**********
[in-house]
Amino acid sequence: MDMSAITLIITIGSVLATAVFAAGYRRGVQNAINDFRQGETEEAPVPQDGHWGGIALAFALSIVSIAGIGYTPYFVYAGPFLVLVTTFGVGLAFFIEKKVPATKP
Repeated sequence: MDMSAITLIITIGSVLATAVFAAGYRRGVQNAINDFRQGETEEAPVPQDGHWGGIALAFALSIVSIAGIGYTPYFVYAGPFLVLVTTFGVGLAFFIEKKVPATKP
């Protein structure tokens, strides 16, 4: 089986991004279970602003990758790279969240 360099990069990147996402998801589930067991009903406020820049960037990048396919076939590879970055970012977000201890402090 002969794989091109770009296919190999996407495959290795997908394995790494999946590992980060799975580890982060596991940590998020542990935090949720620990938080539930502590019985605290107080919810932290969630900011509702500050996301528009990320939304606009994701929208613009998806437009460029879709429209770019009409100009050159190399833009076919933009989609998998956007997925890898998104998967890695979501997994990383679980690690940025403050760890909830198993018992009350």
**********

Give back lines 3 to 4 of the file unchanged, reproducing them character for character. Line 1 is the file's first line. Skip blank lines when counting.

Repeated sequence: MDMSAITLIITIGSVLATAVFAAGYRRGVQNAINDFRQGETEEAPVPQDGHWGGIALAFALSIVSIAGIGYTPYFVYAGPFLVLVTTFGVGLAFFIEKKVPATKP
């Protein structure tokens, strides 16, 4: 089986991004279970602003990758790279969240 360099990069990147996402998801589930067991009903406020820049960037990048396919076939590879970055970012977000201890402090 002969794989091109770009296919190999996407495959290795997908394995790494999946590992980060799975580890982060596991940590998020542990935090949720620990938080539930502590019985605290107080919810932290969630900011509702500050996301528009990320939304606009994701929208613009998806437009460029879709429209770019009409100009050159190399833009076919933009989609998998956007997925890898998104998967890695979501997994990383679980690690940025403050760890909830198993018992009350």